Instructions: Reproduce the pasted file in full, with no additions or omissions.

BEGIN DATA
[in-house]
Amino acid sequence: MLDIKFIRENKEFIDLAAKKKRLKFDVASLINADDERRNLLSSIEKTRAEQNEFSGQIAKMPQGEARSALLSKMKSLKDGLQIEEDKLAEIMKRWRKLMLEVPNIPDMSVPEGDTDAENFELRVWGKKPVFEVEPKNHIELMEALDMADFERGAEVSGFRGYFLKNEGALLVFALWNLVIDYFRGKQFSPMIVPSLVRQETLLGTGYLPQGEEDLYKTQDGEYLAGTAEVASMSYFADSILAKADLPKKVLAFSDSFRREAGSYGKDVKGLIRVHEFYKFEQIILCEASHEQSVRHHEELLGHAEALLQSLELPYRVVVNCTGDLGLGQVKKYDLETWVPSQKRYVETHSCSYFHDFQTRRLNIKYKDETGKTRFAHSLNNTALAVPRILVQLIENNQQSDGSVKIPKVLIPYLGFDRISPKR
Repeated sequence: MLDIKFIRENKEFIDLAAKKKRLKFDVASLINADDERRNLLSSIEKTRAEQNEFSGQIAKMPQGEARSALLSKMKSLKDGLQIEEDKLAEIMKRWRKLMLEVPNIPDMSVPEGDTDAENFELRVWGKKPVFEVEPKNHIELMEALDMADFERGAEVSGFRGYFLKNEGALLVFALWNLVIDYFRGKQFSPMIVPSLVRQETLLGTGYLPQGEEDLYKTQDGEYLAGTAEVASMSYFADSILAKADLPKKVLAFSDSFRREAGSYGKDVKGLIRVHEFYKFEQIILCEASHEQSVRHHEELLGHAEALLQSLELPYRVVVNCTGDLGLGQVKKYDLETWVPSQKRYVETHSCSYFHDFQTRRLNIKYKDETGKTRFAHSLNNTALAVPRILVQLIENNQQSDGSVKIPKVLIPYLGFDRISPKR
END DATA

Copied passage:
[in-house]
Amino acid sequence: MLDIKFIRENKEFIDLAAKKKRLKFDVASLINADDERRNLLSSIEKTRAEQNEFSGQIAKMPQGEARSALLSKMKSLKDGLQIEEDKLAEIMKRWRKLMLEVPNIPDMSVPEGDTDAENFELRVWGKKPVFEVEPKNHIELMEALDMADFERGAEVSGFRGYFLKNEGALLVFALWNLVIDYFRGKQFSPMIVPSLVRQETLLGTGYLPQGEEDLYKTQDGEYLAGTAEVASMSYFADSILAKADLPKKVLAFSDSFRREAGSYGKDVKGLIRVHEFYKFEQIILCEASHEQSVRHHEELLGHAEALLQSLELPYRVVVNCTGDLGLGQVKKYDLETWVPSQKRYVETHSCSYFHDFQTRRLNIKYKDETGKTRFAHSLNNTALAVPRILVQLIENNQQSDGSVKIPKVLIPYLGFDRISPKR
Repeated sequence: MLDIKFIRENKEFIDLAAKKKRLKFDVASLINADDERRNLLSSIEKTRAEQNEFSGQIAKMPQGEARSALLSKMKSLKDGLQIEEDKLAEIMKRWRKLMLEVPNIPDMSVPEGDTDAENFELRVWGKKPVFEVEPKNHIELMEALDMADFERGAEVSGFRGYFLKNEGALLVFALWNLVIDYFRGKQFSPMIVPSLVRQETLLGTGYLPQGEEDLYKTQDGEYLAGTAEVASMSYFADSILAKADLPKKVLAFSDSFRREAGSYGKDVKGLIRVHEFYKFEQIILCEASHEQSVRHHEELLGHAEALLQSLELPYRVVVNCTGDLGLGQVKKYDLETWVPSQKRYVETHSCSYFHDFQTRRLNIKYKDETGKTRFAHSLNNTALAVPRILVQLIENNQQSDGSVKIPKVLIPYLGFDRISPKR